by Christine Mahorney
The Colorado State Patrol (CSP) has designated Trooper Gregory Stevens-Mejias as a School Resource Officer (SRO) for West Grand School District.
West Grand Superintendent Darrin Peppard said WGSD has been working to secure a SRO for the past two years through the Kremmling Police Department, but because of KPD’s staffing issues, hadn’t been able to make the position a reality.
“The agreement with CSP came from conversations with Trooper Gregory and Sargeant Smart at CSP,” Peppard said. “While it isn’t yet a full-time position, we are grateful for their support.”
Peppard continued by saying the SRO’s role in school safety is to be present in the schools, serve on the district safety team, be involved in safety drills and planning, and be available with student situations.
State Patrol’s decision to partner with WGSD was partly made because of the District 4 post located directly behind West Grand High School, and also because of the West Grand community’s need for law enforcement support.
“The shortage of staff from other local law enforcement agencies created a need in the community that I am more than happy to fill,” Stevens-Mejias said.
The appointment is a Colorado State Patrol initiative, and is not currently a position funded by West Grand School District (WGSD). “My time at schools is a small portion of my duties as a Trooper,” Stevens-Mejias said. “There are funds allocated by our Command Staff for this branch.”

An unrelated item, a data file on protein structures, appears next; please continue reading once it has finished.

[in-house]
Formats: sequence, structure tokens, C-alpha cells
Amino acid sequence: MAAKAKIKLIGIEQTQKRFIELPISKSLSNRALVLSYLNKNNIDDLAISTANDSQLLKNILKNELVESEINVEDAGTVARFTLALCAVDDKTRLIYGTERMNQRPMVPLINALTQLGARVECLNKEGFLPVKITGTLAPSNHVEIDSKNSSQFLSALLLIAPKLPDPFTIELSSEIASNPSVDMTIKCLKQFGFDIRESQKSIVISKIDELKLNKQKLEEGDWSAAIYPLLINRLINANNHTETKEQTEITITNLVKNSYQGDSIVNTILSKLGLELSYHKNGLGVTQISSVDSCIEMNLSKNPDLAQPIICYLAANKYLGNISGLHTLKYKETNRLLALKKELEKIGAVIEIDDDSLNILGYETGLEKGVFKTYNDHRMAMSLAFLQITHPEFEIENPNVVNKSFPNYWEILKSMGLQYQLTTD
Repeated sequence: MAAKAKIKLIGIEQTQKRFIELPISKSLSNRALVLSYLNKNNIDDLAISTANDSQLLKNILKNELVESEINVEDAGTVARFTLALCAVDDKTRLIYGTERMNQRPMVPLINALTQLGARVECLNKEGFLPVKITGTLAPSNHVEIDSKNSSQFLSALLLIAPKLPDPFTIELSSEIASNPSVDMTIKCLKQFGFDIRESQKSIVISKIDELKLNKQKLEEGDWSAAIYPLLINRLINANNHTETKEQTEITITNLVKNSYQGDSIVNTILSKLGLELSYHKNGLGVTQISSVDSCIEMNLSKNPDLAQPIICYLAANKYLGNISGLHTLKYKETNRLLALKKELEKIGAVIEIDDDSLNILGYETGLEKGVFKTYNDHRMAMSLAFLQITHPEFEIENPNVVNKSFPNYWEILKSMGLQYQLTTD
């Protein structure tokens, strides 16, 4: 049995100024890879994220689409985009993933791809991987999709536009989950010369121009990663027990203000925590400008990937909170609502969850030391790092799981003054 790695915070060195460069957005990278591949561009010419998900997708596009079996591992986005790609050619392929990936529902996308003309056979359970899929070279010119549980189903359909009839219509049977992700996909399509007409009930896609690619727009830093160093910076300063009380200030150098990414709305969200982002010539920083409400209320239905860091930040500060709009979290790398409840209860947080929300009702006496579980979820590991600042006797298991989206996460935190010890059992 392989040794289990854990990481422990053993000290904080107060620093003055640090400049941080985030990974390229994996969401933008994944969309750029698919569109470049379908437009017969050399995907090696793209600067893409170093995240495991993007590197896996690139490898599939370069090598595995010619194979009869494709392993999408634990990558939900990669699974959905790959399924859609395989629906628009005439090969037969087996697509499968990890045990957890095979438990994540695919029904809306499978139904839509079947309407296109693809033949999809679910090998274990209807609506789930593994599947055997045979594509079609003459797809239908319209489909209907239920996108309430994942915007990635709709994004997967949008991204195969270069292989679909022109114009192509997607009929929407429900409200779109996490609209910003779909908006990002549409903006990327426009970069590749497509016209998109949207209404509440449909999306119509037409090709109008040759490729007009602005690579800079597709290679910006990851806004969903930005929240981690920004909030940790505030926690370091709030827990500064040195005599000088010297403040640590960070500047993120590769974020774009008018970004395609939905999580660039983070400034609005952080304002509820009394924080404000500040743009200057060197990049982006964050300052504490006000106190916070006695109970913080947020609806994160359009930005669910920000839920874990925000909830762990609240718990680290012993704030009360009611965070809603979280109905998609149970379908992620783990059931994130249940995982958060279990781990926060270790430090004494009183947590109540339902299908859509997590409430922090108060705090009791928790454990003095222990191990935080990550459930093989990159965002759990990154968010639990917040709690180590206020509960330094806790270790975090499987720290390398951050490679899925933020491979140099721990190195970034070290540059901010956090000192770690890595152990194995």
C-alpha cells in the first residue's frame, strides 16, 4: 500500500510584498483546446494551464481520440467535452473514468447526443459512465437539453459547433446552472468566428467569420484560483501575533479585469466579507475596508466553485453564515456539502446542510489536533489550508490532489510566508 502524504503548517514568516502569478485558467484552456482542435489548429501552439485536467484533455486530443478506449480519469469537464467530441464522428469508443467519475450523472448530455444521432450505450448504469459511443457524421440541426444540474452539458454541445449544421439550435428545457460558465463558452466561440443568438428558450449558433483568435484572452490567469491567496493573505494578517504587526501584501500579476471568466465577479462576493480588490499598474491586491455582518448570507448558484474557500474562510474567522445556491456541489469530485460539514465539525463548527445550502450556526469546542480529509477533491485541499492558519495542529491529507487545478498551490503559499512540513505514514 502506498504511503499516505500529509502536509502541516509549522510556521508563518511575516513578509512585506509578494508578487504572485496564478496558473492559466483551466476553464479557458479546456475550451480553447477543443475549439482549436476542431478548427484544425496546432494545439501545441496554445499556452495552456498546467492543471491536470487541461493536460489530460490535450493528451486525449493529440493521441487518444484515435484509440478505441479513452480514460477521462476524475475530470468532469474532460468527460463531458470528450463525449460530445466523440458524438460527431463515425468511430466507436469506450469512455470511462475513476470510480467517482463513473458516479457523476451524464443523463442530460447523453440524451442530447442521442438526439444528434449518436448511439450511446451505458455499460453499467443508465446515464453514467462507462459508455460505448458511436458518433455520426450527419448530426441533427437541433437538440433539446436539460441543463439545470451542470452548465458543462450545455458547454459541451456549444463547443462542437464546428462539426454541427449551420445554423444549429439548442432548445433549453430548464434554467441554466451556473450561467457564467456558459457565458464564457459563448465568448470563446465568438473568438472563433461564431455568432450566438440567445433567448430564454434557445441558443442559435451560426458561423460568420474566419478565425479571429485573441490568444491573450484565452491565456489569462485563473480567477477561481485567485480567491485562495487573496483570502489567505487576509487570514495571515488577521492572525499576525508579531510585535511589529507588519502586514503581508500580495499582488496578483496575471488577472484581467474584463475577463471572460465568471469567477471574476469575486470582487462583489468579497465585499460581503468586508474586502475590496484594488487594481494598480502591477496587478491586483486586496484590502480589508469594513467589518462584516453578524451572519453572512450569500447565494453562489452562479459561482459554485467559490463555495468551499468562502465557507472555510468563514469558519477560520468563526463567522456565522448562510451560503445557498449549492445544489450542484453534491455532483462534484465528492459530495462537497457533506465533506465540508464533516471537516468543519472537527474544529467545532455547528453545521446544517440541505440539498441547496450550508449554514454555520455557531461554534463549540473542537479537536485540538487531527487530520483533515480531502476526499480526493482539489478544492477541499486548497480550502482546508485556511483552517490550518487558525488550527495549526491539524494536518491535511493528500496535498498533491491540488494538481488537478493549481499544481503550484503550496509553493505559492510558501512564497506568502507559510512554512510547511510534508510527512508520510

What is a School Resource Officer?
A Resource Officer is a law enforcement officer that works closely with teachers and administrators of a school district to help ensure the safety of students.
While their primary role is to support school staff in mentoring students and helping with youth-related issues on campus, as law enforcement officers, they have the ability to make arrests, respond to calls for service and document incidents that occur on school grounds.
Since the Columbine school shooting in 1999, U.S. law enforcement agencies have been studying and analyzing behaviors of school shooters. To date, there isn’t a specific “profile” that can identify a potential threat. As a result of the studies, the U.S. Justice Department recommended that school districts partner with law enforcement agencies to create threat assessment teams.
The assignment of an SRO to West Grand is partly a response to this recommendation.
The Colorado State Patrol does not have dedicated SROs, however, the CSP’s overall goal is to reduce fatalities and preventable injuries through education – which begins at the elementary school level. The CSP has age-specific educational programs it brings to communities, and designating an SRO for West Grand is part of that program.
Trooper Stevens-Mejias elaborated that establishing relationships within the communities they serve is a key component to building trust and confidence. “While the bulk of State Trooper operations will remain on the roadways, our ability to truly improve roadway safety and therefore community safety, starts with building relationships within Grand County schools,” he said.
“The (students) most receptive to my presence in schools have been at the Elementary and Middle School,” Stevens-Mejias said. “I enjoy interacting with the eight to 12-year-old range because they aren’t shy and have lots of questions for me.”
Stevens-Mejias continued that early-childhood education has shown to positively impact students’ futures when they face personal choices about personal safety.
The SRO role also has a personal meaning for Trooper Stevens-Mejias. “I strive to be the police officer I needed in my life when I was younger,” he said. “Whether a kindergartener or graduating senior needs my help, I want to be there for that student.”
Stevens-Mejias lives in Steamboat Springs. During his time away from the CSP, he enjoys cooking, snowboarding and martial arts. He’s also an assistant coach for Steamboat Springs Jiu Jitsu’s youth program.